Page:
Functional Genomics of Abiotic Stress in Crops
- The project has provided foundational tools for the development of plants that are resistant to certain abiotic stresses, such as early frost. The research is expected to pay enormous dividends to the Canadian agriculture industry, which has the coldest climate for crop production of any developed nation in the world.
- Number of research personnel employed by the project: 25
- Number of peer reviewed publications published: 34 peer-reviewed papers, 9 books, and 87 invited presentations.
- Number of patents in process or obtained: 2 provisional patents and 1 company formed.
Early frost on the Canadian Prairies can mean the difference between a healthy profit and a staggering loss for farmers. In Saskatchewan alone, frost damage to the 2003-04 crop amounted to an estimated half a billion dollars. The rapidly expanding area of functional genomics offers significant opportunities for the understanding and manipulation of complex genetic systems, ultimately resulting in improved low-temperature tolerance of crop cultivars.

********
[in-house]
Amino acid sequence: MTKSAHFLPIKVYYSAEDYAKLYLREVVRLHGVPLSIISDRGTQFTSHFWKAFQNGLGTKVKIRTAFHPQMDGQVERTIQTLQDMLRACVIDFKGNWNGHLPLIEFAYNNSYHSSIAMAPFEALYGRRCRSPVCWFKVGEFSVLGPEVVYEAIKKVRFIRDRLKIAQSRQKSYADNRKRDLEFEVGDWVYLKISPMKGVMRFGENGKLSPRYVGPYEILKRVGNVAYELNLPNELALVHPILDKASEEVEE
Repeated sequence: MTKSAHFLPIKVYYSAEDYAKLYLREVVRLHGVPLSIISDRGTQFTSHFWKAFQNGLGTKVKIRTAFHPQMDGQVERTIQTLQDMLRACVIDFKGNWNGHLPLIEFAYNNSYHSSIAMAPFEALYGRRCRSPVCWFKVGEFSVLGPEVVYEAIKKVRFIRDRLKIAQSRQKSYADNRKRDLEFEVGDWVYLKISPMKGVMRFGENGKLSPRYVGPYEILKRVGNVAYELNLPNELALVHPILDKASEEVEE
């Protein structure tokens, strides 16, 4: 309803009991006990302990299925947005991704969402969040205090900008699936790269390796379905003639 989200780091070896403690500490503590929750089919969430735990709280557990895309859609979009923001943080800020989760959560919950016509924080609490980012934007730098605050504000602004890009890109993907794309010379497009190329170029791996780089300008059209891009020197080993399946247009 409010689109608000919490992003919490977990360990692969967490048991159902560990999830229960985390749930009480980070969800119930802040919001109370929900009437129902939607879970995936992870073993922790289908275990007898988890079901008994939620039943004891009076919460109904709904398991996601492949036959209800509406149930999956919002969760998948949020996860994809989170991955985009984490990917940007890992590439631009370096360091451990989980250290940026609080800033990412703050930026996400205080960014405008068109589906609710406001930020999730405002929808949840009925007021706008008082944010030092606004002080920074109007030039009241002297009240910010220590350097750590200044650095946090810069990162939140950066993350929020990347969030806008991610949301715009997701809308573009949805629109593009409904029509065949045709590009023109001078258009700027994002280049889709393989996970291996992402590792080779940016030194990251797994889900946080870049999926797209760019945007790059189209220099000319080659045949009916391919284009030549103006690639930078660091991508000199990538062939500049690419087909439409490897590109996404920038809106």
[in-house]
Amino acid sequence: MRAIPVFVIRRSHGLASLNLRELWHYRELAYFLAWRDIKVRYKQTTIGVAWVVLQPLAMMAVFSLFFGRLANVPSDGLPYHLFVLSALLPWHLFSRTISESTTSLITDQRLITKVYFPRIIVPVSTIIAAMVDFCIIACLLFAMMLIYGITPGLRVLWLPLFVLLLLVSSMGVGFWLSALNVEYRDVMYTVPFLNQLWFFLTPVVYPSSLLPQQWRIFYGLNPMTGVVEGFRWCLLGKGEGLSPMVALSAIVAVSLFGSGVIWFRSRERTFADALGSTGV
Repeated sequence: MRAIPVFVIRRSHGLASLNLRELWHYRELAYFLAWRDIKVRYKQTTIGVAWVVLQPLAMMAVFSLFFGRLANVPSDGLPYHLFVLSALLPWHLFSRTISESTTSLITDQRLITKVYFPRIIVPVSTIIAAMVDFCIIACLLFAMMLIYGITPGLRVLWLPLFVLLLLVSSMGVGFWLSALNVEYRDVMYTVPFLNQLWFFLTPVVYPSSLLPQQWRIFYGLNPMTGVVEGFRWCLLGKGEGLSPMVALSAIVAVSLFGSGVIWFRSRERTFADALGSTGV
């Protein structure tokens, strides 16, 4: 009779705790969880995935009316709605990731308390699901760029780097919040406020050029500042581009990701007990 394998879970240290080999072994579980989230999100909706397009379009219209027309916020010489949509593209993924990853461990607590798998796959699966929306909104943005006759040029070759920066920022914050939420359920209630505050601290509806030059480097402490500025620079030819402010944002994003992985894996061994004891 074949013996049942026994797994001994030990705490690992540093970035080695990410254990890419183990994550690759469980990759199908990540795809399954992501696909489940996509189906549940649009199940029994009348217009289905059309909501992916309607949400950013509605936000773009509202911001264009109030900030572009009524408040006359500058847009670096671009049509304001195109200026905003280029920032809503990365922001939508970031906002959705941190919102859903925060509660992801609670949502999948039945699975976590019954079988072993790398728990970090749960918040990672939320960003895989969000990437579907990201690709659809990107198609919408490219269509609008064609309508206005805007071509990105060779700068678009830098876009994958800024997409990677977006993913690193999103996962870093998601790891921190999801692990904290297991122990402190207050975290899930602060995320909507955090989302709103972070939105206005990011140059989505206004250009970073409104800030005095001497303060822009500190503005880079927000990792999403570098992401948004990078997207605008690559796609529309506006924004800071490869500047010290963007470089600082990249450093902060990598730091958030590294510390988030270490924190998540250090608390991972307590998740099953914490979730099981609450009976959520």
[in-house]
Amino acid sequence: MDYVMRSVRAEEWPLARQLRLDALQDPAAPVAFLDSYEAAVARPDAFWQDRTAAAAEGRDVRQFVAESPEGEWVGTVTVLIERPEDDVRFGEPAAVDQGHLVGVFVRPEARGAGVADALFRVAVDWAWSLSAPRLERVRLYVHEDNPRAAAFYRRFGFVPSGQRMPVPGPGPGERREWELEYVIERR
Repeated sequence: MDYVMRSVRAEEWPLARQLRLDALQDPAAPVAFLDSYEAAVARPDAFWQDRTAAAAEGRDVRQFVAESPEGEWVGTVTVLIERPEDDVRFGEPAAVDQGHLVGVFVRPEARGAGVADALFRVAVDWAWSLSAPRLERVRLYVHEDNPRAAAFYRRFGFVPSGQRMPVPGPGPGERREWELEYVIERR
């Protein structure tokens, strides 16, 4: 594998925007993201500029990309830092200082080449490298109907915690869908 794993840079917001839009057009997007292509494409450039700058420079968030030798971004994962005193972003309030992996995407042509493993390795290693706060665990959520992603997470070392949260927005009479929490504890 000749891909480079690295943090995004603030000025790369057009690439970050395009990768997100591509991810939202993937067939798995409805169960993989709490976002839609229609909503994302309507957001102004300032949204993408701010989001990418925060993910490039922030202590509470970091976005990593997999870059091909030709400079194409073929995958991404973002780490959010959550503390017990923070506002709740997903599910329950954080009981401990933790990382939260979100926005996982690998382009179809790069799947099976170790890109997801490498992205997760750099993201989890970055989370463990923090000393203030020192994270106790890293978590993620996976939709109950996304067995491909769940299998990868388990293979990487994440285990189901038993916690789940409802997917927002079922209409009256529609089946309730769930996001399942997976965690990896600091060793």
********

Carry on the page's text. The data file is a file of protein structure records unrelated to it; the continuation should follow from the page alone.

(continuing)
Our project harnessed the skills of top plant abiotic stress researchers in Canada, who exploited a range of genomics and proteomics technologies to decipher the complex genetic and biochemical mechanisms that underlie plant responses to a range of abiotic stresses, such as extreme temperatures and adverse soil nutrient conditions. The project was focused on wheat and canola – two crops of central importance to Canadian agriculture.
The project has positioned Canada as a world leader in the area of multidisciplinary genomics research related to abiotic stress in plants, and has provided foundational tools for the development of abiotic stress resistant plants. For example, a Genome Canada funded project led by Brian Fowler of the University of Saskatchewan is using the knowledge and resources generated by our project to develop cold-resistant wheat through breeding programs. In addition, the project forged international linkages with leading research centres in the United States, Australia and Europe in a way that has strengthened Canada’s crop development programs at a technical and organizational level.
Planting crops with enhanced tolerance to low temperature exposure could save millions of dollars for a large number of farmers and related industries in the Prairies. Farmers could also plant their crops earlier, allowing them to compete better with weeds and thus reduce herbicide costs and increase production.